The Convention between Canada and the United Kingdom For The Reciprocal Recognition and Enforcement of Judgments in Civil and Commercial Matters, 1984, [the “Convention”] [1] [2]   applies to judgments rendered by the Federal Court of Canada and all reciprocating common law provinces and territories. In Ontario, the Convention is called the Reciprocal Enforcement of Judgments (U.K.) Act, RSO 1990, c R.6 [“REJUKA”] which is the only bi-lateral enforcement convention to which Ontario is a party. REJUKA does not apply to the following types of orders or judgments:

(a) orders for the periodic payment of maintenance;

(b) the recovery of taxes, duties or charges of a like nature or the recovery of a fine or penalty;

(c) judgments given on appeal from decisions of tribunals other than courts;

(d) judgments which determine

(i) the status or legal capacity of natural persons;

(ii) custody or guardianship of infants;

(iii) matrimonial matters;

(iv) succession to or the administration of the estates of deceased persons;

(v) bankruptcy, insolvency or the winding up of companies or other legal persons;

(vi) the management of the affairs of a person not capable of managing his own affairs.

REJUKA provides for a “simple and rapid” procedure for registration of the UK judgment, without having to commence a civil action on the original debt. Article IV sets out the various grounds for refusal or setting aside registration of the UK judgment. Article V deals with establishing jurisdiction of the UK court in granting the original UK judgment.

The relative ease of enforcing UK judgments under REJUKA is highlighted in the Court of Appeal for Ontario decision in Tarlo Lyons v. Gauthier, 2012 ONCA 39 (CanLII) (S.C.C. application for leave to appeal denied, (34723) , July 12, 2012). The appeal panel’s brief endorsement reads: (more…)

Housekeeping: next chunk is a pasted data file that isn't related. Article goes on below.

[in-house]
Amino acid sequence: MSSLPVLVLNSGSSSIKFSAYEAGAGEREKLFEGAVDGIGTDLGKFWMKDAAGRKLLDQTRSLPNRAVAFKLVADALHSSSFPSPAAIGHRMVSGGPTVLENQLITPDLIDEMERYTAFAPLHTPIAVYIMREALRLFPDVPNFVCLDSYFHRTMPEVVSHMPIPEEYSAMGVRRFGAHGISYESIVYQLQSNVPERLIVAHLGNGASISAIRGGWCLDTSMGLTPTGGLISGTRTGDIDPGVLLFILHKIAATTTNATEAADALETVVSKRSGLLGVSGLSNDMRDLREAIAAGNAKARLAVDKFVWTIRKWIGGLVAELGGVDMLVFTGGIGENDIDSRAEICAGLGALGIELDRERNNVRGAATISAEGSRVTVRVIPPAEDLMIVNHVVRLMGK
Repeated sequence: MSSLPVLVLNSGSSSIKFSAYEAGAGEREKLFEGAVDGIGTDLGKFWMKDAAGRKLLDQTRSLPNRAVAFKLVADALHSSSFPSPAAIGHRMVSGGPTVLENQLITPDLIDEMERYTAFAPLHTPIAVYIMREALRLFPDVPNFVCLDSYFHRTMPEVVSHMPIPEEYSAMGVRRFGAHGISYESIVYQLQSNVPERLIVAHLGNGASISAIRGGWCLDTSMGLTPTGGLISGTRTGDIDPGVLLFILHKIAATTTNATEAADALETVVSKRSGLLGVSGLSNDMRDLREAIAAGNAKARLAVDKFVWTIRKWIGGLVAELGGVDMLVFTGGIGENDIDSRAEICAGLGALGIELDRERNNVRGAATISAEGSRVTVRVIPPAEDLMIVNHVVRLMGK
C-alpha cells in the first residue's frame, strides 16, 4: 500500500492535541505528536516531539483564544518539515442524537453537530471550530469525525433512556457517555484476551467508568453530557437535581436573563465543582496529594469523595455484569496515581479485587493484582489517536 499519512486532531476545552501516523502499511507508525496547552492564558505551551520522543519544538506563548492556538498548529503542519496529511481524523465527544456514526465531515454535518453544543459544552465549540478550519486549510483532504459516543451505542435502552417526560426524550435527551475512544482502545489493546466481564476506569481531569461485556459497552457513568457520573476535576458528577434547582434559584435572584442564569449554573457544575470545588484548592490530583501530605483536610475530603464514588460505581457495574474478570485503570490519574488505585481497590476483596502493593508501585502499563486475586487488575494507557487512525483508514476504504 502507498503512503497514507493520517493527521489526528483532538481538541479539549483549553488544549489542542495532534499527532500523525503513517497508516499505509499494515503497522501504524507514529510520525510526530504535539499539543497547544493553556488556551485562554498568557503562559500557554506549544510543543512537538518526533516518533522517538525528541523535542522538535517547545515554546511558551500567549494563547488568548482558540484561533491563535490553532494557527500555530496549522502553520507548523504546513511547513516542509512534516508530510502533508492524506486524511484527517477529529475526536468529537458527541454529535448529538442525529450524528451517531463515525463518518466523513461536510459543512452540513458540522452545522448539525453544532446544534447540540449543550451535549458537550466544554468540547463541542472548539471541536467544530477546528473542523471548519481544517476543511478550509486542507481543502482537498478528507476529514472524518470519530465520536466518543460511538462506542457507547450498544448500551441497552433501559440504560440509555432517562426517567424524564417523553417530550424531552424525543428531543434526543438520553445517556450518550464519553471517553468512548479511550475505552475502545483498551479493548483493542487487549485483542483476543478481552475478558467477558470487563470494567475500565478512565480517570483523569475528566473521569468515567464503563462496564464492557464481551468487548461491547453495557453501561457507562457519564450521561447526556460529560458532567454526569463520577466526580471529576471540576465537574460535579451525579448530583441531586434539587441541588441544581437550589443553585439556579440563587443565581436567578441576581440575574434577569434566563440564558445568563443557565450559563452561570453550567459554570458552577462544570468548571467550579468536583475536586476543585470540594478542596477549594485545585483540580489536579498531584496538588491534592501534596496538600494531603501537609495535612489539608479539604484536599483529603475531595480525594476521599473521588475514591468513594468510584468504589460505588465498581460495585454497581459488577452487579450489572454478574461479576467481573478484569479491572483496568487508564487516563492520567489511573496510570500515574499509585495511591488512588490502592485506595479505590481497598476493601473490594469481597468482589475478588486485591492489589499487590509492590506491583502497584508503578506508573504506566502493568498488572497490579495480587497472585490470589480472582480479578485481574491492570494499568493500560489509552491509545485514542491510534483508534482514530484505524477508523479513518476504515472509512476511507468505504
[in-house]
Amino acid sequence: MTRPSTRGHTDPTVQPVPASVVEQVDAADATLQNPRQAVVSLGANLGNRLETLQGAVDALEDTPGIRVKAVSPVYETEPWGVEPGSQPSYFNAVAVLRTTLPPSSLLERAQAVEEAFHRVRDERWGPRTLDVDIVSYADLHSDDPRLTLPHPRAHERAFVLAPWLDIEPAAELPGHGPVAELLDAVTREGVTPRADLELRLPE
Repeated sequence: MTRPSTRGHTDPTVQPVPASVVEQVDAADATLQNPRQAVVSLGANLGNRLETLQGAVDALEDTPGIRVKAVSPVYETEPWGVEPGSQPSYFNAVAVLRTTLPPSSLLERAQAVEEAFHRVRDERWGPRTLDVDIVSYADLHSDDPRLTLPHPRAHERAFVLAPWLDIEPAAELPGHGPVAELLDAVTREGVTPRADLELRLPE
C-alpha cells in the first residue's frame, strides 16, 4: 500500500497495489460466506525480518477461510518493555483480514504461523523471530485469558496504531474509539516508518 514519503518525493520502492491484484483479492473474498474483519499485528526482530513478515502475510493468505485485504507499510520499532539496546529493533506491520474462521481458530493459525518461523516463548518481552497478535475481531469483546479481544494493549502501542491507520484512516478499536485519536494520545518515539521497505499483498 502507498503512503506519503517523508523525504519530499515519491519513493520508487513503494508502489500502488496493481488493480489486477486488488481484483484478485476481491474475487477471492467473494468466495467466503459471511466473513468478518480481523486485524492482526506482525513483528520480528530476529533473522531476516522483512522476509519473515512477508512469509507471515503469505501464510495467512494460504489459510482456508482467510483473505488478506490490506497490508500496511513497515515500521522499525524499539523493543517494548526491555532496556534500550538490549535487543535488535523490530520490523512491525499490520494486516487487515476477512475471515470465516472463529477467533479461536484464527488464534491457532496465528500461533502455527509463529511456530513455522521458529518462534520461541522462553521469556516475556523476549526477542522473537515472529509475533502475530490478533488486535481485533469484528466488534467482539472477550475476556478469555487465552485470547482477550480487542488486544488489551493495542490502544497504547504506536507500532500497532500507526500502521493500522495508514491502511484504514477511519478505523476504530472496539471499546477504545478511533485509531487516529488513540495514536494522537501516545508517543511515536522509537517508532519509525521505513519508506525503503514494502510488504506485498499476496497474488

Guest Post at Letters Blogatory: Lago Agrio Plaintiffs Enforcement Action in Canada

June 5, 2012
Chevron Corporation

Chevron Corporation (Photo credit: Wikipedia)

For those interested in the Chevron/Ecuador case, I have written a guest post over at Letters Blogatory on the recent enforcement action filed by the Lago Agrio plaintiffs in Ontario:  Guest Post: Comments on the Lago Agrio Plaintiffs Enforcement Action in Canada.

Thanks again to Ted Folkman at Letters Blogatory for inviting me to guest blog on this important case.

 

 

My New Article in the Canadian International Lawyer

October 21, 2011

I have published a new article in the latest issue of the Canadian Bar Association’s Canadian International Lawyer journal entitled, “Adjudicating International Human Rights Claims in Canada”, (2011), 8(3) Cdn. Int. Lawyer 117-133. Here is the abstract:

This article addresses the issue of the privatization of justice and whether a social contract model is appropriate in disputes affecting the public interest, if one accepts the premise that international human rights claims fall under the rubric of “public order” or public interest. The article then explores the implications of promoting a social contract model for advancing and adjudicating international human rights claims in Canada against corporate and state actors, both from the perspective of litigation and arbitration. It concludes with an overview of recent federal legislative reforms relating to state-sponsored terrorism and international human rights standards.

A pdf copy of the article is available for download here.